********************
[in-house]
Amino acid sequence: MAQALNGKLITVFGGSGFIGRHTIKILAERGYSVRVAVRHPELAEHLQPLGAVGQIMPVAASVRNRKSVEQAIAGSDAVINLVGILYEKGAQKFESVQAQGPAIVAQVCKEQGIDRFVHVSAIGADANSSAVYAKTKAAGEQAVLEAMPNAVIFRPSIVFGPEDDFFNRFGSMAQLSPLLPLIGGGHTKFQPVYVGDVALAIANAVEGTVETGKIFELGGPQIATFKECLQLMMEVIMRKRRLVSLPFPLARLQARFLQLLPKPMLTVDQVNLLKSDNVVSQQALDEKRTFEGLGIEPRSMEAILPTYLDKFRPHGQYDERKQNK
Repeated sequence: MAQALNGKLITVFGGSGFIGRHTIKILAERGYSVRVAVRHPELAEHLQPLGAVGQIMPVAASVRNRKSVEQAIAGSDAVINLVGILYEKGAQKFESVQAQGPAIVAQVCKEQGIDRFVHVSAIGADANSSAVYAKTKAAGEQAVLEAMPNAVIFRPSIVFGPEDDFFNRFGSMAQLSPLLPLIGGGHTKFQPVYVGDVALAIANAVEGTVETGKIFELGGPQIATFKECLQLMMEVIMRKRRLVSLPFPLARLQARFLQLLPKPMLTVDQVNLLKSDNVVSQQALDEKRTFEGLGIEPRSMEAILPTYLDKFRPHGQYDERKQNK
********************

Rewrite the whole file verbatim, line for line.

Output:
[in-house]
Amino acid sequence: MAQALNGKLITVFGGSGFIGRHTIKILAERGYSVRVAVRHPELAEHLQPLGAVGQIMPVAASVRNRKSVEQAIAGSDAVINLVGILYEKGAQKFESVQAQGPAIVAQVCKEQGIDRFVHVSAIGADANSSAVYAKTKAAGEQAVLEAMPNAVIFRPSIVFGPEDDFFNRFGSMAQLSPLLPLIGGGHTKFQPVYVGDVALAIANAVEGTVETGKIFELGGPQIATFKECLQLMMEVIMRKRRLVSLPFPLARLQARFLQLLPKPMLTVDQVNLLKSDNVVSQQALDEKRTFEGLGIEPRSMEAILPTYLDKFRPHGQYDERKQNK
Repeated sequence: MAQALNGKLITVFGGSGFIGRHTIKILAERGYSVRVAVRHPELAEHLQPLGAVGQIMPVAASVRNRKSVEQAIAGSDAVINLVGILYEKGAQKFESVQAQGPAIVAQVCKEQGIDRFVHVSAIGADANSSAVYAKTKAAGEQAVLEAMPNAVIFRPSIVFGPEDDFFNRFGSMAQLSPLLPLIGGGHTKFQPVYVGDVALAIANAVEGTVETGKIFELGGPQIATFKECLQLMMEVIMRKRRLVSLPFPLARLQARFLQLLPKPMLTVDQVNLLKSDNVVSQQALDEKRTFEGLGIEPRSMEAILPTYLDKFRPHGQYDERKQNK